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Have you considered leaving your big firm to become an independent financial advisor? If you’ve gotten a glimpse of the future of the financial services industry and are worried about disruption, it’s likely you’ve considered making the move. However, once you actually start thinking deeply about it, you might get a little scared.

This is normal! Big changes are almost always scary, even if we know they’ll lead to brighter futures. Humans tend to gravitate toward what they know and what makes them feel comfortable. Uncertainty can be a tough pill to swallow, especially if you have a family to feed and bills to pay.

Your fears likely fall into one of four categories, which I’m going to share with you today. I want to show you that while these fears are natural, they can be overcome with a little bit of training, a lot of knowledge, and a big boost of confidence.

Fear #1: I Don’t Know if I’ll Be Able to Replace My Income

Yep, this is the big daddy fear that usually trumps everything else. If you’re a large firm, it’s likely you’re making a pretty good salary right now. The bills are paid, everyone is taken care of, and you’re probably even socking away some good savings. What if you can’t replace that income when you go independent? This question likely keeps you up at night.

It’s important to realize that, after making your decision, you don’t need to leave right away. You can create a plan that allows you to build up client portfolios that are portable (and more beneficial for them in the long run). You can start saving a bit more to help cover the difference until you do replace your income (and you will). The important thing is, you will not only replace your income when you become a business owner, you’ll likely double or triple it. So this fear is truly temporary.

Fear #2: I’m Afraid of the Risk

Yes, running your own financial advisory business does have its risks. When you’re with a large firm, you don’t have to worry about things like liability insurance, errors and omissions insurance, etc. etc. Everything is taken care of for you.

The good news? You can still get someone to take care of all those risk-related documents and policies for you when you go independent. It’s called a good business attorney and insurance provider. You don’t need to feel completely alone when you think about striking out on your own. You can still build a good team around you that will help with all the details.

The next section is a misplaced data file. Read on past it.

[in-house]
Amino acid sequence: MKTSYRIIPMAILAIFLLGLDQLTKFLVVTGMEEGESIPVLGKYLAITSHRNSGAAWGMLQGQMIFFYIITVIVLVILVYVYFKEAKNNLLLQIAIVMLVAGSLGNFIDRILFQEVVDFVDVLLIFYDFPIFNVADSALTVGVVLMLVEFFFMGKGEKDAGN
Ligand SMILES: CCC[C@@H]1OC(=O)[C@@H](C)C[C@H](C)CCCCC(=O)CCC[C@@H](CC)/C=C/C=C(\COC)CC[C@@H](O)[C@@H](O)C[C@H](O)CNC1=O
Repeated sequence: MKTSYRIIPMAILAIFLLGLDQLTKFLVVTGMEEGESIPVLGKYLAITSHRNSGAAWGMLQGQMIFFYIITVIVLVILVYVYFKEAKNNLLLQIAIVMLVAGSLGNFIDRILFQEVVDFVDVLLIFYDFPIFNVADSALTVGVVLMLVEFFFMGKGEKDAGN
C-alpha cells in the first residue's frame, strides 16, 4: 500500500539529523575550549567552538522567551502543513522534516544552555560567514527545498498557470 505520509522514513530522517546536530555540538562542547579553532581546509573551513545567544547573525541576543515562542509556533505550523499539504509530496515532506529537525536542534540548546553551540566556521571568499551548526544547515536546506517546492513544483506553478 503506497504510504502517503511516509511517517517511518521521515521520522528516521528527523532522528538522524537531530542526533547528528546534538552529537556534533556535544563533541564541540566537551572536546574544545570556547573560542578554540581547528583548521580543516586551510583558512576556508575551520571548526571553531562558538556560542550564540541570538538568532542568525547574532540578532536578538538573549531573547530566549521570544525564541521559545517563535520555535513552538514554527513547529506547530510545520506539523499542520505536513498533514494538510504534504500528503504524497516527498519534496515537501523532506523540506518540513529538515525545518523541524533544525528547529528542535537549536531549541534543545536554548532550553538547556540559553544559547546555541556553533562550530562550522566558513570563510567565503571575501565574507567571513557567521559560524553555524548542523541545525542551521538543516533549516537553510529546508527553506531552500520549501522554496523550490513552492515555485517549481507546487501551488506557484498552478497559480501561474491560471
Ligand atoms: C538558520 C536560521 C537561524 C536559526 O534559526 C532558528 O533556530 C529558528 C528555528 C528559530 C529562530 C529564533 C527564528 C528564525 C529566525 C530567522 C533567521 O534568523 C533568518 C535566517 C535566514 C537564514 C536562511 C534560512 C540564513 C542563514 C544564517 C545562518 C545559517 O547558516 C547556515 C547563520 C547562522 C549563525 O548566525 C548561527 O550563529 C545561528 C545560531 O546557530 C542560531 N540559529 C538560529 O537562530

Fear #3: Dealing with Compliance

Compliance has probably been the bane of your existence as a financial planner with a big firm. It seems like everything from marketing materials to email signature lines get bogged down with red tape. So it makes sense that you worry about dealing with this on your own.

The truth is, compliance seems scarier than it really is. In this new age of technology, the compliance companies have actually been making it easier and easier to deal with them. Do a little research and it will likely ease this fear.

Fear #4: What if My Clients Don’t Come with Me?

couple talking with a financial advisor

You’ve likely spent years developing relationships with your clients and you don’t want to simply walk out the door and never speak to them again. The good news is, if you plan correctly, you can take many of your clients with you when you start your own business.

The bad news? Some of them won’t come. Due to fear of change, information (or misinformation) they’ve been given by your bosses, and hundreds of other possible reasons, you will lose some clients. This is a reality.

You can prepare yourself as much as possible by consulting with your employment attorney about what you can and cannot say to them prior to your departure. Most of the time, you can do some education on different types of fee structures and leave them with your new contact information when you make your move. The rest is up to them.

The benefits of going independent far outweigh the drawbacks. However, it’s only natural to have some fears when you consider making a change of this magnitude. Just realize that fear is normal and it’s up to you to decide how to manage it. If you need any help on your journey to becoming an independent advisor, please subscribe below.

 

 

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